- William F. Cook, MVO, Captain, RAN (Rtd)
- Letter to the Editor
- RAN Ships
- None noted.
- June 1997 edition of the Naval Historical Review (all rights reserved)
I regret to say that many people writing on naval and other maritime subjects are, in my opinion, very sloppy with their terminology.
Self-styled “Naval Correspondents” are not above referring to that noble ship “Q.E.II” as a boat! I explain to people who enquire as to the difference between a boat and a ship, that as a rough guide a boat is a vessel which can be hoisted on board a ship. The exception (which proves this rule?) is in the submarine service. Submariners proudly call their vessels “boats” – an example of inverted pride? When in doubt, of course, the use of “vessel” is a “very present help in time of trouble”.
I gag also, at the incorrect use of “on” when referring to service “in” or living “in” a ship. Lesson No. 1 when I joined the navy was that as one did not live “on” a house, similarly one does not live “on” a ship. Another early lesson concerns “appointments” (for officers) and “drafts” (for sailors) – not “postings”! One posted letters, but not people. Nor did sailors “tie up” a ship. Only parcels. A ship “secured” (alongside). To “moor alongside” or “moor to a buoy” shows gross ignorance of the term. In these days, of course, even serving naval personnel may not have seen the operation of moor ship – anchoring with both bower anchors and then inserting a mooring swivel in the cables – modern ships having but one bower anchor.
“The H.M.A.S….” is another ignorance. As self-professed “experts”, media people should realise that “The Her Majesty’s Australian ship” is hardly correct English. There must be many more examples.
Sadly, the carelessness is becoming prevalent amongst naval personnel and in correspondence and naval publications. “Postings”, probably copied from the army or a foreign navy, seems here to stay, unfortunately.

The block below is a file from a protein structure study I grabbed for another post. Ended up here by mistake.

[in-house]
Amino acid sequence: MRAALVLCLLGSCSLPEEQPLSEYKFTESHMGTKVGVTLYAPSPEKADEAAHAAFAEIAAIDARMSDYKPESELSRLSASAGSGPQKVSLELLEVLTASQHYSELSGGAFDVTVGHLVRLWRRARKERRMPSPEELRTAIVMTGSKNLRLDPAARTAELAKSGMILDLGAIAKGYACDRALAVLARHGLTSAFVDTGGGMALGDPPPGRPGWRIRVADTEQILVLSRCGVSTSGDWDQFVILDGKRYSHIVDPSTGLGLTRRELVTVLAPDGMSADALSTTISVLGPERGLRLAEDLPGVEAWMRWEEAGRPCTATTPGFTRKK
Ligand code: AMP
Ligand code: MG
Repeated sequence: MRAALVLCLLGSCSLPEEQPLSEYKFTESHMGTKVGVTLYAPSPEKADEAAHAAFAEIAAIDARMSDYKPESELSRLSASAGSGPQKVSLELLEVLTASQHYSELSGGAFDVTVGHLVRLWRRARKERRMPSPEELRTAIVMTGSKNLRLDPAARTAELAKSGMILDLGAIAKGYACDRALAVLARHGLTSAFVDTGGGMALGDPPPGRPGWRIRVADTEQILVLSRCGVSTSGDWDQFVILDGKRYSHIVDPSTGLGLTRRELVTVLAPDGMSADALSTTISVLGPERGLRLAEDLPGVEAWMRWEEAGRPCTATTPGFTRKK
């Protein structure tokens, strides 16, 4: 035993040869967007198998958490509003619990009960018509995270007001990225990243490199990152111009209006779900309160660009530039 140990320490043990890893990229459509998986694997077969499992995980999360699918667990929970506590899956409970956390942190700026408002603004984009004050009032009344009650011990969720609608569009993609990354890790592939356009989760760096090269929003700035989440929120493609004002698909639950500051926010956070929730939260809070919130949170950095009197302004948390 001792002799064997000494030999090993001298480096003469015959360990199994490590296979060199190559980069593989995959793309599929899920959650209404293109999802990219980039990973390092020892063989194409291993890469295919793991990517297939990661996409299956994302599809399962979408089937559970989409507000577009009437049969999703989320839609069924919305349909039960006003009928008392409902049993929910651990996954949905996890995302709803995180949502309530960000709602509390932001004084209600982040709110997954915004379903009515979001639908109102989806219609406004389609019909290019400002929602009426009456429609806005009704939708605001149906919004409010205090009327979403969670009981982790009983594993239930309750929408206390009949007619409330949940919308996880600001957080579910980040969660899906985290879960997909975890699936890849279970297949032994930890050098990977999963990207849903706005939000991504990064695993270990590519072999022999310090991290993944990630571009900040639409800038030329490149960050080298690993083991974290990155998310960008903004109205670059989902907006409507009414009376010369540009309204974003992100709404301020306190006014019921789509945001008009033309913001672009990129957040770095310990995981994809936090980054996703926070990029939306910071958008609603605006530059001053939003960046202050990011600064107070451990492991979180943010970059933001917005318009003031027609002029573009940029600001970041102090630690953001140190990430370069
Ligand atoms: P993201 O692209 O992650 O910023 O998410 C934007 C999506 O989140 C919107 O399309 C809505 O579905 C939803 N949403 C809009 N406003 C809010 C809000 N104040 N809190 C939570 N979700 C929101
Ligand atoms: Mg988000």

More gloom to follow, I’m afraid. We have just been told that Rear Admiral Campbell has been given a pierhead jump – seven days notice to turn over to his relief and take up an appointment in Canberra. He and Mrs Campbell must vacate “Tresco” by 1 July and his successor will not be moving into that historic naval residence. My feeling is that the cavalier treatment of an Admiral (surely there can’t be so great an urgency) together with the loss (if loss eventually it is to be) of the RAN’s “flagship” in Sydney will deal a sad blow to naval morale, particularly that of our officers. The occupants of ‘Tresco” have always played a major role in upholding the presence and prestige of the RAN in this city, and that of the city itself and the State, and none more so than Admiral and Mrs Campbell. While welcoming his successor and congratulating Rear Admiral Simon Harrington on his promotion to flag rank – the first of a second generation of RAN College graduates to be so honoured – the Society, and I’m sure all members of the naval family, will miss Kaye and David Campbell and mourn the tragic loss of the jewel in the navy’s crown. While the politicians are busy collecting dollars to sharpen the cutting edge of the navy’s weaponry, they lose sight of the erosion of its traditions and morale at their peril and, more importantly, ours.
I must go back to my notes in the September issue (Vol. 17 No. 3) and “remember there is nothing stable in human affairs.”